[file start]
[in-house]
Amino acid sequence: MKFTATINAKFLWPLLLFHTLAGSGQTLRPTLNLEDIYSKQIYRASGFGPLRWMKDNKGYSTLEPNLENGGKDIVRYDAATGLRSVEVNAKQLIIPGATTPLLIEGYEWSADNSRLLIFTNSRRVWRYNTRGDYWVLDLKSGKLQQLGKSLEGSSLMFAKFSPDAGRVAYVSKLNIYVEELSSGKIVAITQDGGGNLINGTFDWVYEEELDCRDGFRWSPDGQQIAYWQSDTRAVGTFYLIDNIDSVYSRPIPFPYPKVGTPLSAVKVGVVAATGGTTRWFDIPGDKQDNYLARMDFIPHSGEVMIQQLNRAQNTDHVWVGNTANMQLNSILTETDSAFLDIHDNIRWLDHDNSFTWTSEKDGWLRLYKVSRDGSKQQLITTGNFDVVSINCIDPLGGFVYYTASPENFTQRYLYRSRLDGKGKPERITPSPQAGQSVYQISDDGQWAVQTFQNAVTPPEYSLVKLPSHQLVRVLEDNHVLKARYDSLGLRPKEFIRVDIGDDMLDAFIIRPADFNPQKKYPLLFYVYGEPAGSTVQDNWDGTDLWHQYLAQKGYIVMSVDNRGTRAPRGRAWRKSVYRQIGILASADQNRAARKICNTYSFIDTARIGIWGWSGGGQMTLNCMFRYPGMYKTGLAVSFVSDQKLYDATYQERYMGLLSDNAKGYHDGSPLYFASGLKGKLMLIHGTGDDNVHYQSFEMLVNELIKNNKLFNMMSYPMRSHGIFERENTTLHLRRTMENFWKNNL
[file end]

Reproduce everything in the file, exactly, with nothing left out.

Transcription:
[in-house]
Amino acid sequence: MKFTATINAKFLWPLLLFHTLAGSGQTLRPTLNLEDIYSKQIYRASGFGPLRWMKDNKGYSTLEPNLENGGKDIVRYDAATGLRSVEVNAKQLIIPGATTPLLIEGYEWSADNSRLLIFTNSRRVWRYNTRGDYWVLDLKSGKLQQLGKSLEGSSLMFAKFSPDAGRVAYVSKLNIYVEELSSGKIVAITQDGGGNLINGTFDWVYEEELDCRDGFRWSPDGQQIAYWQSDTRAVGTFYLIDNIDSVYSRPIPFPYPKVGTPLSAVKVGVVAATGGTTRWFDIPGDKQDNYLARMDFIPHSGEVMIQQLNRAQNTDHVWVGNTANMQLNSILTETDSAFLDIHDNIRWLDHDNSFTWTSEKDGWLRLYKVSRDGSKQQLITTGNFDVVSINCIDPLGGFVYYTASPENFTQRYLYRSRLDGKGKPERITPSPQAGQSVYQISDDGQWAVQTFQNAVTPPEYSLVKLPSHQLVRVLEDNHVLKARYDSLGLRPKEFIRVDIGDDMLDAFIIRPADFNPQKKYPLLFYVYGEPAGSTVQDNWDGTDLWHQYLAQKGYIVMSVDNRGTRAPRGRAWRKSVYRQIGILASADQNRAARKICNTYSFIDTARIGIWGWSGGGQMTLNCMFRYPGMYKTGLAVSFVSDQKLYDATYQERYMGLLSDNAKGYHDGSPLYFASGLKGKLMLIHGTGDDNVHYQSFEMLVNELIKNNKLFNMMSYPMRSHGIFERENTTLHLRRTMENFWKNNL